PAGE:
Tougher licensing rules for authorised financial advisers - like suspected Ponzi-scheme operator David Ross - won't be introduced in a law change despite being suggested by the market regulator.
Wellington's Ross Asset Management was raided by the Financial Markets Authority last year after complaints from an investor attempting to get money out. The High Court then froze the business' assets as well as those of its founder, David Ross, and appointed receivers to manage the firm's affairs.
Although Ross' 900 clients believed their investments were worth almost $450 million, receivers from PwC could identify only about $11 million in his group of companies.
PwC's John Fisk also said last year that they had found "characteristics of a Ponzi scheme" at Ross Asset Management and the FMA and Serious Fraud Office are both investigating Ross and his company.
As well as a being a chartered accountant, Ross was licensed by the FMA as an authorised financial adviser - a designation that investors took confidence from.
To get authorisation as an adviser, an applicant needs to provide proof of competence and pass a "good character" test.
According to the FMA, if an applicant satisfies the relevant criteria, the regulator must authorise them.
It only has discretion over the "good character" test and over whether any criminal convictions an applicant may have would be relevant to their fitness as a financial adviser.
In Ross' case, he relied on a testimonial from the Institute of Finance Professionals and a letter from a client to satisfy these good character requirements.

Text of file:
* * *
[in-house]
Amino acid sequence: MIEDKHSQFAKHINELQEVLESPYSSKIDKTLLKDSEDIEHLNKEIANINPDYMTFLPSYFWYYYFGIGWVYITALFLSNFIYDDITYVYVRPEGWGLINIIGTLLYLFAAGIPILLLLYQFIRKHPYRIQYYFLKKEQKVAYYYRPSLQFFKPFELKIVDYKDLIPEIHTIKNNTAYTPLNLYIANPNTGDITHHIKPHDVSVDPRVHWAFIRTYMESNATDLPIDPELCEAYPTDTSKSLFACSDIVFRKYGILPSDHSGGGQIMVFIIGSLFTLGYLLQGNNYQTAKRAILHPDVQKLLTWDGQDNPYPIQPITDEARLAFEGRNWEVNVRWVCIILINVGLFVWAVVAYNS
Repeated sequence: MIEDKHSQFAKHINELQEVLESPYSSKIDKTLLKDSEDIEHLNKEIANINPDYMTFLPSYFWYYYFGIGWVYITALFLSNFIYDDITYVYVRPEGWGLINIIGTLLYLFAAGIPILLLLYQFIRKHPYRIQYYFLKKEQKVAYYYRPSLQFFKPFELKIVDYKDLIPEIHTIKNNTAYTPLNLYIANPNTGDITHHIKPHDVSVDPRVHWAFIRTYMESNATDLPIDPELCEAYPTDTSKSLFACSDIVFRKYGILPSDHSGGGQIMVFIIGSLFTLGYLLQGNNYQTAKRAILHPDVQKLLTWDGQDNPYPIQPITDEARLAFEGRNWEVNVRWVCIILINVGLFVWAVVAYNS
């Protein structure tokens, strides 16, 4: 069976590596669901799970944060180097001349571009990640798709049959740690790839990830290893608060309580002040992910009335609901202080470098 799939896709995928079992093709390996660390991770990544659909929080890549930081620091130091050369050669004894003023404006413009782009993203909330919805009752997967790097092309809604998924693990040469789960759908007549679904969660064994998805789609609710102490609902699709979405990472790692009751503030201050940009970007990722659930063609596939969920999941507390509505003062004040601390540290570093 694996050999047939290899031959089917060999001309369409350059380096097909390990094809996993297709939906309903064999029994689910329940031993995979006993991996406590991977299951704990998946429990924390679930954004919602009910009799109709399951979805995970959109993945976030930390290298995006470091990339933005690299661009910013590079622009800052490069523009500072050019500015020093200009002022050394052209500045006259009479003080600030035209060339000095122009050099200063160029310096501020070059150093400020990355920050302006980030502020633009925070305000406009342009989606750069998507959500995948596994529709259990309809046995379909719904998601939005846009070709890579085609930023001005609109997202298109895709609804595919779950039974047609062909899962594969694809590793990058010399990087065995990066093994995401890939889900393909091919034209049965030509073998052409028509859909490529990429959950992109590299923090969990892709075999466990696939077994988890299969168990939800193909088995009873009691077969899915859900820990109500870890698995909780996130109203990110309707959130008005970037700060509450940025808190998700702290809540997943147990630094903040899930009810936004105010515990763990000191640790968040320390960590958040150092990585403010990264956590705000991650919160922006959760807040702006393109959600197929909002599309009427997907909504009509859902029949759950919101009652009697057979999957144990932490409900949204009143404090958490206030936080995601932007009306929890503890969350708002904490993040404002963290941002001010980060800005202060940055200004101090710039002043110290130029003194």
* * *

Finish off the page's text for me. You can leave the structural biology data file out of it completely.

After the Ross collapse, Commerce Minister Craig Foss wrote to the FMA requesting an assurance "regarding the robustness and appropriateness of the FMA's processes for authorising" advisers.
Foss also asked what improvements would enhance the adviser regime.
In his reply, FMA chief executive Sean Hughes said he was satisfied the market regulator's authorisation of advisers was consistent with the existing regime but said improvements to the rules could "significantly reduce the possibility of this type of case arising again".
In this letter, released to the Herald under the Official Information Act, Hughes suggested a number of regulatory improvements the Government could make.
These included setting "significantly higher entry requirement hurdles" for adviser applicants, including making them submit detailed business records and client files.
Another option Hughes put forward was making applicants satisfy "a fit and proper" test like those when an application for a trustee or statutory supervisor licence is made.
Other suggestions from Hughes included placing more auditing, reporting and accounting requirements on providers running a discretionary investment management service such as Ross.
Another was reviewing the definition of a "wholesale client", which a number of Ross investors were classified as and who receive less protection than retail investors.
While Foss says he took the "key" suggestions on board and added them into the tabled Financial Markets Conduct Bill, tighter licensing rules for advisers will not come into force with this proposed law.
Rather, Foss says the law will "open the door" for future changes to the licensing regime if necessary.
Part of the reason not to include tighter licensing requirements in this law was that it would take time, he said. "I said: 'We've got to get a move on with this bill.' To go through the full licensing, that would involve a whole lot more consultation, redrafting and basically time eaten up," said Foss, who is the minister responsible for the Financial Markets Conduct Bill.
"It doesn't mean it's totally off the table, but as far as this is concerned right now, yes it is. It's got to be seen in partnership with the other changes [that have been made]."
Foss said he also wanted to balance the need for regulation with the desire not put extra costs on those who work within the rules.
The Financial Markets Conduct Bill is expected to be passed into law this year.